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What to Eat on Mount McKinley

March 27 2002 at 2:44 PM
roger  (no login)

Response to Clearing the Roads for 2002 Denali Season (snowpack much below normal)

Many thanks to Steve Gruhn for pointing this excellent article (which is the Life section rather than the expected Outdoors). I'm only posting a tiny excerpt. It's a great article.

Peak Eating
Pack plenty of your favorite foods for a morale boosts up the mountain

By Kirsten Dixon
AnchorageDaily News Correspondent

(Published: March 27, 2002)

Generally, a small expedition will carry two small backpacking stoves that run on white gas. Ken Bayne, an experienced mountaineer, recommends bringing about 10 ounces of fuel for each day. Bayne carries one large pot to melt snow in, a smaller pot to heat water for hot drinks, and a small pressure cooker to cook meals in. The pressure cooker shortens the cooking time, particularly at high altitude. Most expeditions bring some kind of kitchen board -- a thin plywood sheet or similar board to rest stoves on so they don't sink into the snow.

Another important kitchen element is a good insulated cup that keeps food and drinks hot.

Gary Bocarde of Mountain Travel likes to serve normal food for as many days of his trip as he can. He takes several days' worth of bagels, pancakes, French toast and similar high-carbohydrate, high-fat breakfast foods. Bocarde doesn't use freeze-dried foods -- as many guides do -- except for vegetables he adds to something more delectable.

"There aren't enough calories in freeze-dried meals, and they are too expensive," Bocarde says.

In order to expedite the meal process, some climbers prefer to eat freeze-dried foods just on the day of they hope to reach the summit.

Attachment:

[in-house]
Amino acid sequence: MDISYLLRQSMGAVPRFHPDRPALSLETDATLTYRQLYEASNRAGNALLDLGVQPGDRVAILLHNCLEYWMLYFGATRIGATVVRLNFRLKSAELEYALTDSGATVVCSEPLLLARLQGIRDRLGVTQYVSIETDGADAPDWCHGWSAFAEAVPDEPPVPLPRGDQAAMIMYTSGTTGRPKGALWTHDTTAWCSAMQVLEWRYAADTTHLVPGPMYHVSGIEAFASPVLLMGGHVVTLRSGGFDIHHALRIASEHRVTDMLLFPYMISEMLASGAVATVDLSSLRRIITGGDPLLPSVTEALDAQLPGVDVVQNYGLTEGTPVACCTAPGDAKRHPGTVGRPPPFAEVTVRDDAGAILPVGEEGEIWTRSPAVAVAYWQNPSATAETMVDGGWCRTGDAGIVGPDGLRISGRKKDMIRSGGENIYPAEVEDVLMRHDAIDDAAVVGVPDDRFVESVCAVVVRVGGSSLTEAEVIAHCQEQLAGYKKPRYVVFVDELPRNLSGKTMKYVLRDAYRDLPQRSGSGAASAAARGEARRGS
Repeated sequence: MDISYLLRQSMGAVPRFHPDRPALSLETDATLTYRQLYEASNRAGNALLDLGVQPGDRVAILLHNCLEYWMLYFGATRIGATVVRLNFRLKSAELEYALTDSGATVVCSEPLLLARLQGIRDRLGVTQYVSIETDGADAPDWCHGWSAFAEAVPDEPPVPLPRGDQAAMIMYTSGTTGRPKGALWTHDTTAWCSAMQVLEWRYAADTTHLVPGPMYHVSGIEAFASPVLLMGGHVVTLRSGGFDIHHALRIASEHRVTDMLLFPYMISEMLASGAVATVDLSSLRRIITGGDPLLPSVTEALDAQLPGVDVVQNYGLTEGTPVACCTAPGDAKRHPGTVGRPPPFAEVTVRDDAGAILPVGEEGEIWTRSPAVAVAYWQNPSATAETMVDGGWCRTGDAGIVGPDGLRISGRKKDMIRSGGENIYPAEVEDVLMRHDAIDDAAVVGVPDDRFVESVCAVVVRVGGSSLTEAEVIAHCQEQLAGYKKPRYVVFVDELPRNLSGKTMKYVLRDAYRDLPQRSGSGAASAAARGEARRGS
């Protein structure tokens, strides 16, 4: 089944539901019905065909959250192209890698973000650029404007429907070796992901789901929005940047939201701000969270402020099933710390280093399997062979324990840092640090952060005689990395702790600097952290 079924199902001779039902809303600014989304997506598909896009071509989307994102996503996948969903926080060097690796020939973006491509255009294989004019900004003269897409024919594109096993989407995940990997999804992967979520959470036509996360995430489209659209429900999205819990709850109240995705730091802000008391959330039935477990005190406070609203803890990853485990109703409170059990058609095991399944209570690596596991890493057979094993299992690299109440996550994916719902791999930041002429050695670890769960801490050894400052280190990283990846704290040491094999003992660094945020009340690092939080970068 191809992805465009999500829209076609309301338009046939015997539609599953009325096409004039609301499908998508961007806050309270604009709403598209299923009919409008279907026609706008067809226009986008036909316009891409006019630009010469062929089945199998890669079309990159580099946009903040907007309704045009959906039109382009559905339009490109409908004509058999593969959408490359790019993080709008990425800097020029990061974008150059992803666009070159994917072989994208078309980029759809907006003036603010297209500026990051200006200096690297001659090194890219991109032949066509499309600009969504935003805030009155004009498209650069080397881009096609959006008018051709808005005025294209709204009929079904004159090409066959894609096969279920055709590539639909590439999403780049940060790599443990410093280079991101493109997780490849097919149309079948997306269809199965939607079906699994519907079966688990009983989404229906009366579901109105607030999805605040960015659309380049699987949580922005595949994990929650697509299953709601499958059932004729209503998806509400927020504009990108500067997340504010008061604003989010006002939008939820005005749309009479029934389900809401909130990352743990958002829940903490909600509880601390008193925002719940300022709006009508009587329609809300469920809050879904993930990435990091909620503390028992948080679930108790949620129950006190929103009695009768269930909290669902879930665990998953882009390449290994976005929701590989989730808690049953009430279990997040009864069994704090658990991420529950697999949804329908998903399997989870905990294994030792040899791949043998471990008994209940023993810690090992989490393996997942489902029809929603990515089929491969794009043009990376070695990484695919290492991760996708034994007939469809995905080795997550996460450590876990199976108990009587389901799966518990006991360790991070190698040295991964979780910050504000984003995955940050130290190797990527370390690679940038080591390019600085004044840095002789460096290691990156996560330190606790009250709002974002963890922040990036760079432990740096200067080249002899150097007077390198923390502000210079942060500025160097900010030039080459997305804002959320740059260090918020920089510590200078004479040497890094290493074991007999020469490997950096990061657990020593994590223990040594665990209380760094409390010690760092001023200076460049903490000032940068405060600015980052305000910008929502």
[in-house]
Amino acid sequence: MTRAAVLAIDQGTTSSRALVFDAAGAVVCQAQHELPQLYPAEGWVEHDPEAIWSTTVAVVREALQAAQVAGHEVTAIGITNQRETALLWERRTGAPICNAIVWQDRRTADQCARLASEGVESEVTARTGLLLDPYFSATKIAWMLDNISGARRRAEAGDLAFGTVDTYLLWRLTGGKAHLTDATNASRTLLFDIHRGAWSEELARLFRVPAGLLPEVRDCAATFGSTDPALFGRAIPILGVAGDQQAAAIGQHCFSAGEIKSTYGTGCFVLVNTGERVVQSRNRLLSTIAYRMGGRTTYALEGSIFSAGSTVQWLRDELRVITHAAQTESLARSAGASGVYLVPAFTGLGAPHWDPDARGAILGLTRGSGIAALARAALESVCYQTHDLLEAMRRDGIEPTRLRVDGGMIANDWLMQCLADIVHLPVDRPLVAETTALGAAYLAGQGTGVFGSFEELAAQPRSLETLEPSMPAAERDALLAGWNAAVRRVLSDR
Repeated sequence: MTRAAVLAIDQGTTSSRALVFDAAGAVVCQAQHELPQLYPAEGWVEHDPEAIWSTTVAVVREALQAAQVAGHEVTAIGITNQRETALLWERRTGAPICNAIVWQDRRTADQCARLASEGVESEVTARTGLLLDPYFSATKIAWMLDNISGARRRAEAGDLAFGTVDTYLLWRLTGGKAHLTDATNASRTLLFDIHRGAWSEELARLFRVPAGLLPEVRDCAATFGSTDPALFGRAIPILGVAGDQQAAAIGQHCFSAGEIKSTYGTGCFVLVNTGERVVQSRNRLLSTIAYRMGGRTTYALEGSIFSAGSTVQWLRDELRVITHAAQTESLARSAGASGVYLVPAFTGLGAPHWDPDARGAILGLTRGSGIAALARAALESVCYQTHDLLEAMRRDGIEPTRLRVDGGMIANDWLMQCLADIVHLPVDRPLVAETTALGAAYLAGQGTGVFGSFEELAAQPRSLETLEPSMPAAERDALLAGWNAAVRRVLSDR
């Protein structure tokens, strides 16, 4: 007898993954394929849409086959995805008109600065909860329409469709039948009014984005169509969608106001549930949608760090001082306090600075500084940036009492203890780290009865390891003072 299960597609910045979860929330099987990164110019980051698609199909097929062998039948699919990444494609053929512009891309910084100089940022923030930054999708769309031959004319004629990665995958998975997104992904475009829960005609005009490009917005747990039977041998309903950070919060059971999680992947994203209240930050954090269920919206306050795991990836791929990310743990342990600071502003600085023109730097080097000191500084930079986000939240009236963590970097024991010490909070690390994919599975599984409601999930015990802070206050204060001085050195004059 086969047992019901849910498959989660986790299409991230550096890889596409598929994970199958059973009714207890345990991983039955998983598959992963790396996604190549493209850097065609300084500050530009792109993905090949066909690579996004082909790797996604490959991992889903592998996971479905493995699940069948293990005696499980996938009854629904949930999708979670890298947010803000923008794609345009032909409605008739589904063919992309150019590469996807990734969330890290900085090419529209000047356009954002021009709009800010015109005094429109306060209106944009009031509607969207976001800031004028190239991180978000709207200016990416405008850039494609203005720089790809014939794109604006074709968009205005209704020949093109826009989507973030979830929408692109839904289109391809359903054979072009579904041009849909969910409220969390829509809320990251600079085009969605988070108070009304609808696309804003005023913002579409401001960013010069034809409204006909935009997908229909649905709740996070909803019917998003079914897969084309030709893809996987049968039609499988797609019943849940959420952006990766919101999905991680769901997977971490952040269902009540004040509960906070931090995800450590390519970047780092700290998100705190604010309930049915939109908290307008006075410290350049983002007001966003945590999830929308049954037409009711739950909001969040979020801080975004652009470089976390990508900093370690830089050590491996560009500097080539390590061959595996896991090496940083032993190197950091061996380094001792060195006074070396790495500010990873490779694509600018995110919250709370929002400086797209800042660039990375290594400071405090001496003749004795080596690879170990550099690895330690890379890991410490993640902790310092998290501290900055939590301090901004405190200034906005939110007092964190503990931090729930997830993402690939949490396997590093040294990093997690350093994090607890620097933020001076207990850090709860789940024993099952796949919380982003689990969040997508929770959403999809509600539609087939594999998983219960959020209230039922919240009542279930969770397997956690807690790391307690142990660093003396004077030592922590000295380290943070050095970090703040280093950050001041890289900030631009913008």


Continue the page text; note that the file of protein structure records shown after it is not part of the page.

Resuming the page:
Food variety can be a tremendous morale booster. Most guides consider creative cooking skills an essential element to good leadership in a mountaineering group. Climbers like to trade foods with other expeditions. Some bring foods just for the fun of trading.

What foods are not recommended? Freeze-dried split pea soup hasn't gained much favor except in the eyes of legendary climber Ray Genet. Just as at home, most climbers just don't like the taste of it. Genet, though, liked the soup spiked with sausage.

Peanut butter gets mixed reviews because it tends to turn to rock in cold weather, but those who take it on the trip like its protein boost and added flavor to otherwise dull fare. Chocolate candy can get "smushed and nasty."

Bringing favorite foods is critical. Altitude generally depresses the appetite, and it can be an effort just to boil water. Just like a good sled dog, climbers need to be good eaters.

"If you don't like it at sea level, there's no way it's going to look appealing when you're at 17,000 feet! Plus, you're still hauling food (both up and down) that you don't like," Bayne said.

Avoid too much fresh foods that contains lots of water, because they weigh too much. Rely on mostly dry foods: cereal, pasta, rice, wheat, oatmeal, baked goods -- brownies and cookies -- cheese, meats, butter and maybe a few freeze-dried vegetables.

Ziploc bags are the repackaging containers of choice. Heavy-duty trash compactor bags provide extra strength.

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